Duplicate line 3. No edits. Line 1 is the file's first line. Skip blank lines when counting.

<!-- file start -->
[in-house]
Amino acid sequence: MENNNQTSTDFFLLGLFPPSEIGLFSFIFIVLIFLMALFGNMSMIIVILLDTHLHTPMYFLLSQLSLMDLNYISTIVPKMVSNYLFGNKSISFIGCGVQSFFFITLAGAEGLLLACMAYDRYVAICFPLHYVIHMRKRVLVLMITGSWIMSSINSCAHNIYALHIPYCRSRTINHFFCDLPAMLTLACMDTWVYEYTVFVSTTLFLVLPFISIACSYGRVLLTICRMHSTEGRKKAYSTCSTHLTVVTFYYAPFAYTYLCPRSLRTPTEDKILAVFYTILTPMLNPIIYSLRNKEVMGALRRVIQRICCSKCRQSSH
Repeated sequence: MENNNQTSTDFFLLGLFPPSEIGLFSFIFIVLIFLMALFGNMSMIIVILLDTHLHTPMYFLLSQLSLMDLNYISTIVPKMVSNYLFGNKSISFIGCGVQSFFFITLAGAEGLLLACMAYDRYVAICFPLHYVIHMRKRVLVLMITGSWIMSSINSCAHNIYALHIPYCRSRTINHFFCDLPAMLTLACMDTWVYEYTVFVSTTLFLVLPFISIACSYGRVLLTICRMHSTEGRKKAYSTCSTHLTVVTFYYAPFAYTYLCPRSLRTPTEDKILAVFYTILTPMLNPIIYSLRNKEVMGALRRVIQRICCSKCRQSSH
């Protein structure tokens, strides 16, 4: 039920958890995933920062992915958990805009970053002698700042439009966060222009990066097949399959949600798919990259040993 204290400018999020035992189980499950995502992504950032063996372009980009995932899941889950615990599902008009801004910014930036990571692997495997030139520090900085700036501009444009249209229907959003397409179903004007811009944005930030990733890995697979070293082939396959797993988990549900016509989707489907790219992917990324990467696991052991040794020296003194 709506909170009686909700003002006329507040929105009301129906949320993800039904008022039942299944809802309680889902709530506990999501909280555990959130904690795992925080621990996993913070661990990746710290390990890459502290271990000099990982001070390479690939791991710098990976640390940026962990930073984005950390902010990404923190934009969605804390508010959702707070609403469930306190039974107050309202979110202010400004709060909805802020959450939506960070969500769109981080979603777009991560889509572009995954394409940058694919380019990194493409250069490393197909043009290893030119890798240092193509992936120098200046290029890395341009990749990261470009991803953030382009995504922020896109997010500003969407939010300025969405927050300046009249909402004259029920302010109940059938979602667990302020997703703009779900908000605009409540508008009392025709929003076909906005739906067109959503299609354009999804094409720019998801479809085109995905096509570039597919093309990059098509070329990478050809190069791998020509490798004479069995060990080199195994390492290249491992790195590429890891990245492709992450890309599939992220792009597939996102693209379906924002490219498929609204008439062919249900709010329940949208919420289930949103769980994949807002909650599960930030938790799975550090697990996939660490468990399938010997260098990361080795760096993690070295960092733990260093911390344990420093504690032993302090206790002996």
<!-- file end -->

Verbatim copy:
Repeated sequence: MENNNQTSTDFFLLGLFPPSEIGLFSFIFIVLIFLMALFGNMSMIIVILLDTHLHTPMYFLLSQLSLMDLNYISTIVPKMVSNYLFGNKSISFIGCGVQSFFFITLAGAEGLLLACMAYDRYVAICFPLHYVIHMRKRVLVLMITGSWIMSSINSCAHNIYALHIPYCRSRTINHFFCDLPAMLTLACMDTWVYEYTVFVSTTLFLVLPFISIACSYGRVLLTICRMHSTEGRKKAYSTCSTHLTVVTFYYAPFAYTYLCPRSLRTPTEDKILAVFYTILTPMLNPIIYSLRNKEVMGALRRVIQRICCSKCRQSSH